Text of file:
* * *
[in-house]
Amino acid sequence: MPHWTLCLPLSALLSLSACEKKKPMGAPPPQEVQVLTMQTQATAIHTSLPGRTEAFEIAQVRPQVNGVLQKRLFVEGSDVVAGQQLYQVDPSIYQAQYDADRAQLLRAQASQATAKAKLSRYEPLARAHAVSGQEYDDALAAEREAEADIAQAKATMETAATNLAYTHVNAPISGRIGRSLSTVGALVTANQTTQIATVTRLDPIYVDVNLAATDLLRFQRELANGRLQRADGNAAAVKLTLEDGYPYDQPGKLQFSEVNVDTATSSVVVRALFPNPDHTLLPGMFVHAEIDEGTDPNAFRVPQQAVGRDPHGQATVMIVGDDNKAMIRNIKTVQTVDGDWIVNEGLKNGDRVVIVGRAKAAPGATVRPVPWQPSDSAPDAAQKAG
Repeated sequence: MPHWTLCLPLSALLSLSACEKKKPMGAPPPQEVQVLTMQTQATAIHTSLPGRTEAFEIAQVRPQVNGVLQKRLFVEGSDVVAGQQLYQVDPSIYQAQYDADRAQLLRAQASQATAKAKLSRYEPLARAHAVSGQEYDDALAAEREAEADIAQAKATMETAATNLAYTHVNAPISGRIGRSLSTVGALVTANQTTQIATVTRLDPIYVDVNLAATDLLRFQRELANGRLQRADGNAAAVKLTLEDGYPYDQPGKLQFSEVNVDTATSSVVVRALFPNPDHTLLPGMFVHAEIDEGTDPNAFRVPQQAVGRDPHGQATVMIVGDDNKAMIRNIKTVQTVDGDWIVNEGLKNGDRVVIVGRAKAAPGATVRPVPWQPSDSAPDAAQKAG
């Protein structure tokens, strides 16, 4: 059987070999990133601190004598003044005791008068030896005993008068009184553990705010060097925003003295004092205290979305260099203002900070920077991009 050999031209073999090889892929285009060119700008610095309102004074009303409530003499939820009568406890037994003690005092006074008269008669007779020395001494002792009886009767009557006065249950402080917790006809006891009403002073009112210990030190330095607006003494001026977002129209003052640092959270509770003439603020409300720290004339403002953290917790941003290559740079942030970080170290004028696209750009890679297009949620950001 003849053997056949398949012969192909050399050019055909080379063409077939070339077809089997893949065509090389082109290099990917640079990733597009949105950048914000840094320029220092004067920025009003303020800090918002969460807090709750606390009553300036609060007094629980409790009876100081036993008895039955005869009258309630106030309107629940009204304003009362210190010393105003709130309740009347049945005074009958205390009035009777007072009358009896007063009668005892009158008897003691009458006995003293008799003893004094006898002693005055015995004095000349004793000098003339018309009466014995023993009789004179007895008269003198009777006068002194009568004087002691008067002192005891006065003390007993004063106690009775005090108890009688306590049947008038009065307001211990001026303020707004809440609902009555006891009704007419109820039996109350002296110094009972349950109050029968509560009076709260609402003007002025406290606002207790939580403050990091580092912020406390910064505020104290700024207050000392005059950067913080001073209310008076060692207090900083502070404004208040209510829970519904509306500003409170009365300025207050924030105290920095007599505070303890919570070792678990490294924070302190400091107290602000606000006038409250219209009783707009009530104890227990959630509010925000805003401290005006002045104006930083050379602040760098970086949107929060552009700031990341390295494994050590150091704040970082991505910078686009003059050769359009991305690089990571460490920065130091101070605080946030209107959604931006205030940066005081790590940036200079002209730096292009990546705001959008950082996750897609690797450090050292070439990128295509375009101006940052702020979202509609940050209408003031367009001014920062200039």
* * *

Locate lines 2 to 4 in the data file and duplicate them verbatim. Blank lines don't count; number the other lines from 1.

Amino acid sequence: MPHWTLCLPLSALLSLSACEKKKPMGAPPPQEVQVLTMQTQATAIHTSLPGRTEAFEIAQVRPQVNGVLQKRLFVEGSDVVAGQQLYQVDPSIYQAQYDADRAQLLRAQASQATAKAKLSRYEPLARAHAVSGQEYDDALAAEREAEADIAQAKATMETAATNLAYTHVNAPISGRIGRSLSTVGALVTANQTTQIATVTRLDPIYVDVNLAATDLLRFQRELANGRLQRADGNAAAVKLTLEDGYPYDQPGKLQFSEVNVDTATSSVVVRALFPNPDHTLLPGMFVHAEIDEGTDPNAFRVPQQAVGRDPHGQATVMIVGDDNKAMIRNIKTVQTVDGDWIVNEGLKNGDRVVIVGRAKAAPGATVRPVPWQPSDSAPDAAQKAG
Repeated sequence: MPHWTLCLPLSALLSLSACEKKKPMGAPPPQEVQVLTMQTQATAIHTSLPGRTEAFEIAQVRPQVNGVLQKRLFVEGSDVVAGQQLYQVDPSIYQAQYDADRAQLLRAQASQATAKAKLSRYEPLARAHAVSGQEYDDALAAEREAEADIAQAKATMETAATNLAYTHVNAPISGRIGRSLSTVGALVTANQTTQIATVTRLDPIYVDVNLAATDLLRFQRELANGRLQRADGNAAAVKLTLEDGYPYDQPGKLQFSEVNVDTATSSVVVRALFPNPDHTLLPGMFVHAEIDEGTDPNAFRVPQQAVGRDPHGQATVMIVGDDNKAMIRNIKTVQTVDGDWIVNEGLKNGDRVVIVGRAKAAPGATVRPVPWQPSDSAPDAAQKAG
């Protein structure tokens, strides 16, 4: 059987070999990133601190004598003044005791008068030896005993008068009184553990705010060097925003003295004092205290979305260099203002900070920077991009 050999031209073999090889892929285009060119700008610095309102004074009303409530003499939820009568406890037994003690005092006074008269008669007779020395001494002792009886009767009557006065249950402080917790006809006891009403002073009112210990030190330095607006003494001026977002129209003052640092959270509770003439603020409300720290004339403002953290917790941003290559740079942030970080170290004028696209750009890679297009949620950001 003849053997056949398949012969192909050399050019055909080379063409077939070339077809089997893949065509090389082109290099990917640079990733597009949105950048914000840094320029220092004067920025009003303020800090918002969460807090709750606390009553300036609060007094629980409790009876100081036993008895039955005869009258309630106030309107629940009204304003009362210190010393105003709130309740009347049945005074009958205390009035009777007072009358009896007063009668005892009158008897003691009458006995003293008799003893004094006898002693005055015995004095000349004793000098003339018309009466014995023993009789004179007895008269003198009777006068002194009568004087002691008067002192005891006065003390007993004063106690009775005090108890009688306590049947008038009065307001211990001026303020707004809440609902009555006891009704007419109820039996109350002296110094009972349950109050029968509560009076709260609402003007002025406290606002207790939580403050990091580092912020406390910064505020104290700024207050000392005059950067913080001073209310008076060692207090900083502070404004208040209510829970519904509306500003409170009365300025207050924030105290920095007599505070303890919570070792678990490294924070302190400091107290602000606000006038409250219209009783707009009530104890227990959630509010925000805003401290005006002045104006930083050379602040760098970086949107929060552009700031990341390295494994050590150091704040970082991505910078686009003059050769359009991305690089990571460490920065130091101070605080946030209107959604931006205030940066005081790590940036200079002209730096292009990546705001959008950082996750897609690797450090050292070439990128295509375009101006940052702020979202509609940050209408003031367009001014920062200039």